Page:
Because of increased magnesium losses, a dose adjustment of magnesium may be necessary when taking the following substances:
• Aminoglycoside antibiotics, cisplatinum and ciclosporin A
• Diuretics (such as thiazide and furosemide),
• EGF-receptor antagonists (such as cetuximab and erlotinib),
• proton pump inhibitors (such as omeprazole and pantoprazole) and
• viral DNA polymerases-inhibiting foscarnet, pentamidine, rapamycin and amphotericin B
For further information on mechaninsms of drug interactions see section 5.2.
A large amount of data on pregnant women over 16 weeks gestation (more than 1000 pregnancy outcomes) indicate no malformative nor feto/neonatal toxicity of magnesium.
Magnaspartate can be used during pregnancy if clinically needed.
Administration of aminoglycoside antibiotics should be avoided during this period, as there are indications of interactions (see 4.5).
Magnaspartate can be used during breast-feeding.
Magnesium aspartate/metabolites are excreted in human milk, but at therapeutic doses of Magnaspartate no effects on the breastfed newborns/infants are anticipated.
Based on long-term experience, no effects of magnesium on male and female fertility are anticipated.
Magnaspartate has no or negligible influence on the ability to drive and use machines.
The evaluation of undesirable effects is based on the following frequencies:
Very common (≥1/10);
common (≥1/100 to <1/10);
uncommon (≥1/1,000 to <1/100);
rare (≥1/10,000 to <1/1,000);
very rare (<1/10,000);
not known (cannot be estimated from the available data).
MedDRA System Organ Class
Soft stools or diarrhoea following high dosage
General disorders and administration site conditions
fatigue if used long-term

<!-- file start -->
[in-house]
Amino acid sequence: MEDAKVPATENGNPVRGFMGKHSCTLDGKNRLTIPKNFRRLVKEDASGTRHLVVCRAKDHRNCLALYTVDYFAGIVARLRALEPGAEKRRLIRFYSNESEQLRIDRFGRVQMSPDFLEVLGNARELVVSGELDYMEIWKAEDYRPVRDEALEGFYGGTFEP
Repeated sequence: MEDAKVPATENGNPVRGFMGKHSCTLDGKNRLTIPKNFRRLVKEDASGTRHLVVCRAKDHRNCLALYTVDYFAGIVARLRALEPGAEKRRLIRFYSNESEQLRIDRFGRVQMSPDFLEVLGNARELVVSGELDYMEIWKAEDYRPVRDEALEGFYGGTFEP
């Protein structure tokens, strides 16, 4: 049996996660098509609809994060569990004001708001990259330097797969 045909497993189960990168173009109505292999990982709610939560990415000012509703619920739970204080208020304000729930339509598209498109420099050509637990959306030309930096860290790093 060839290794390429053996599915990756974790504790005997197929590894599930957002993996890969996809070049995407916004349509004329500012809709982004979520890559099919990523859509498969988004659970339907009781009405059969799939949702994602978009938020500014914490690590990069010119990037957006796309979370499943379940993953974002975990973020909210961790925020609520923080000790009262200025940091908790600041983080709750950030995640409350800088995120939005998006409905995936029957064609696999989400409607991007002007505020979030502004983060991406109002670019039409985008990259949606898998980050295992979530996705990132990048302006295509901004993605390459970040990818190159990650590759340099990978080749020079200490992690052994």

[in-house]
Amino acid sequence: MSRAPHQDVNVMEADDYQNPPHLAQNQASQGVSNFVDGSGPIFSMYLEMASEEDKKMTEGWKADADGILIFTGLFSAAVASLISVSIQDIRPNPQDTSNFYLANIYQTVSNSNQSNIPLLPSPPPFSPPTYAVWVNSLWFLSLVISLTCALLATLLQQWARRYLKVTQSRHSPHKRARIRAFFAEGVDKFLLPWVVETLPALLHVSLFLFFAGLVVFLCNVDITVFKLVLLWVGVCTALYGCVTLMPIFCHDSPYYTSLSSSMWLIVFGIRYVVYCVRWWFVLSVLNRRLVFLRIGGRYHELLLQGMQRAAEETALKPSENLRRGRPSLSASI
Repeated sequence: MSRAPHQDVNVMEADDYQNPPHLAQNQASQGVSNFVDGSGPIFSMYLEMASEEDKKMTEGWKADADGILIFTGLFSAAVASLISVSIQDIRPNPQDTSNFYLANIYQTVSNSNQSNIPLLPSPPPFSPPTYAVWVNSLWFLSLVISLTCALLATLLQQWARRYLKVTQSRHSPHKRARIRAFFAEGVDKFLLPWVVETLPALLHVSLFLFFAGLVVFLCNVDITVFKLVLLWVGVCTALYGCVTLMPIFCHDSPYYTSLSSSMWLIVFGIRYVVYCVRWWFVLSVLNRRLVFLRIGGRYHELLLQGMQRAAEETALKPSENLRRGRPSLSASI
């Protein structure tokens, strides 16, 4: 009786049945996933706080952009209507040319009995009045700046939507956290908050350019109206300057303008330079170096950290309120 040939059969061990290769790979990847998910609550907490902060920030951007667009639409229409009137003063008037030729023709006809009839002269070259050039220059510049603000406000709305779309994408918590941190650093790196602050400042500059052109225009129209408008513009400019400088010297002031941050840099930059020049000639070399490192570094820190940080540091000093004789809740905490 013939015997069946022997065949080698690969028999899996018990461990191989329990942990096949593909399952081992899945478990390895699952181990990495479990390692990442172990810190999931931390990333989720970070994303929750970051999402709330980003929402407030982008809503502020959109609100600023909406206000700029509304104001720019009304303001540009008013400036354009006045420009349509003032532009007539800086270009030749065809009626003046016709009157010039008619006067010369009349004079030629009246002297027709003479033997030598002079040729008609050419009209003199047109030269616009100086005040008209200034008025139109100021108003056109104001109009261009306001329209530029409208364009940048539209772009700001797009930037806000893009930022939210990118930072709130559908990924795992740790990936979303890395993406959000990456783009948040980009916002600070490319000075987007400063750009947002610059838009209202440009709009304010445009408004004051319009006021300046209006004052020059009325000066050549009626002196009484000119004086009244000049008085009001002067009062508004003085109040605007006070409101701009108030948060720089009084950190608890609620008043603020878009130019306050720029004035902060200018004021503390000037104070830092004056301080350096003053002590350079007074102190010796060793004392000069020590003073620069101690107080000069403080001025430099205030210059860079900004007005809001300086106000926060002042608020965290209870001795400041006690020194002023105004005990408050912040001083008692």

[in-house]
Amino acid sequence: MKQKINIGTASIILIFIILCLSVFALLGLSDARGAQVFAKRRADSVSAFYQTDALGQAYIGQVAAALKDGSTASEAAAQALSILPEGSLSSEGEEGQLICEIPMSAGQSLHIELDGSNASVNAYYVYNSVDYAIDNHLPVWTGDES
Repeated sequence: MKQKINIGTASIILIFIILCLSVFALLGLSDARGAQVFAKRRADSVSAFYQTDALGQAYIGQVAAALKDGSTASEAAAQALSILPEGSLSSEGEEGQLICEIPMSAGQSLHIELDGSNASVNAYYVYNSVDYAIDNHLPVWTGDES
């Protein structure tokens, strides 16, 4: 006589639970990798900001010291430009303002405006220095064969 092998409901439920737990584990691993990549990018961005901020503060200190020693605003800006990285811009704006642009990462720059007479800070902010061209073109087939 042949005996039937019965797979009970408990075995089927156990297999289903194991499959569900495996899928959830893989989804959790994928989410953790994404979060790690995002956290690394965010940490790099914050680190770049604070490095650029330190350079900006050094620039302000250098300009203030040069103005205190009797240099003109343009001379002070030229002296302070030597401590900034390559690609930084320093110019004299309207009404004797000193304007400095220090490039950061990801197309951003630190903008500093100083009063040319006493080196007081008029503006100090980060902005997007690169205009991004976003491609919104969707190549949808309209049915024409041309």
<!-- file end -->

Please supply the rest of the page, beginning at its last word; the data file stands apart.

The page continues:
At high dosage diarrhoea or gastrointestinal irritation may occur. If diarrhoea occurs, the daily dose should be reduced and gradually increased later if needed.
In cases of high doses and long-term use fatigue may be experienced. This may be an indication that an elevated magnesium level has been achieved. Hypermagnesemia is rare after oral administration of magnesium salts, unless there is renal dysfunction.
Reporting of suspected adverse reactions
Reporting suspected adverse reactions after authorisation of the medicinal product is important. It allows continued monitoring of the benefit/risk balance of the medicinal product. Healthcare professionals are asked to report any suspected adverse reactions via the Yellow Card Scheme at www.mhra.gov.uk/yellowcard
In the case of intact renal function, magnesium toxication due to oral overdose of magnesium is not expected. Only in the case of severe renal insufficiency a cumulation of magnesium may arise in combination with a manifested intoxication.
In general, plasma concentrations up to 2 mmol/l are well tolerated.
Blood pressure fall, nausea, vomiting, hyporeflexia, somnolence, changes in the electrocardiogram, respiratory depression and cardiac arrest.
Intravenous administration of calcium and slow intravenous administration of 0.5 – 2 mg neostigmine methylsulfate;
Intravenous and per-oral administration of isotonic sodium chloride solution; ventilatory and circulatory support;
In case of renal insufficiency: haemodialysis.
Pharmacotherapeutic group: Mineral Supplements, magnesium ATC code: A12CC05
Magnesium is a cofactor in >300 enzymatic reactions. It acts as an essential co-factor for all ATP-binding enzymes.
Magnesium plays an important role in cellular electrolyte homeostasis and in the neuromuscular membrane stabilization.
• acts as a physiological calcium antagonist and as such regulates the contractility of the heart and stabilises cardiac rhythm
• stabilizes the phospholipids of the cell membrane
• inhibits neuromuscular transmission
Intestinal absorption is not directly proportional to magnesium intake but is dependent mainly on magnesium status. The lower the magnesium level, the more magnesium is absorbed in the gut: thus, relative magnesium absorption is high when intake is low and vice versa.